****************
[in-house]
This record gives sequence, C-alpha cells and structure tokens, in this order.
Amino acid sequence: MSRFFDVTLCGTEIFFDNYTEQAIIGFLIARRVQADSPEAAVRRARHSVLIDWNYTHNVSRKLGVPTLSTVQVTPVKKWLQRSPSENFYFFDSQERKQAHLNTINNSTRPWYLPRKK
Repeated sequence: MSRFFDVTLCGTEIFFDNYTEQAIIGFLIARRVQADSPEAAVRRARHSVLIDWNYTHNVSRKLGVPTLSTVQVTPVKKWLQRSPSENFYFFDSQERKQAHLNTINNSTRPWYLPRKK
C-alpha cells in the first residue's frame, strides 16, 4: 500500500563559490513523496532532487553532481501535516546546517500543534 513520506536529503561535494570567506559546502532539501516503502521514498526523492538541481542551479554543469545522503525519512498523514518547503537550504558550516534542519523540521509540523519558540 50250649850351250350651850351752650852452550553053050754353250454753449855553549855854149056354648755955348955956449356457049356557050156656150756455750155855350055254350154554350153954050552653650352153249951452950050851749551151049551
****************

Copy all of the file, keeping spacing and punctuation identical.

[in-house]
This record gives sequence, C-alpha cells and structure tokens, in this order.
Amino acid sequence: MSRFFDVTLCGTEIFFDNYTEQAIIGFLIARRVQADSPEAAVRRARHSVLIDWNYTHNVSRKLGVPTLSTVQVTPVKKWLQRSPSENFYFFDSQERKQAHLNTINNSTRPWYLPRKK
Repeated sequence: MSRFFDVTLCGTEIFFDNYTEQAIIGFLIARRVQADSPEAAVRRARHSVLIDWNYTHNVSRKLGVPTLSTVQVTPVKKWLQRSPSENFYFFDSQERKQAHLNTINNSTRPWYLPRKK
C-alpha cells in the first residue's frame, strides 16, 4: 500500500563559490513523496532532487553532481501535516546546517500543534 513520506536529503561535494570567506559546502532539501516503502521514498526523492538541481542551479554543469545522503525519512498523514518547503537550504558550516534542519523540521509540523519558540 50250649850351250350651850351752650852452550553053050754353250454753449855553549855854149056354648755955348955956449356457049356557050156656150756455750155855350055254350154554350153954050552653650352153249951452950050851749551151049551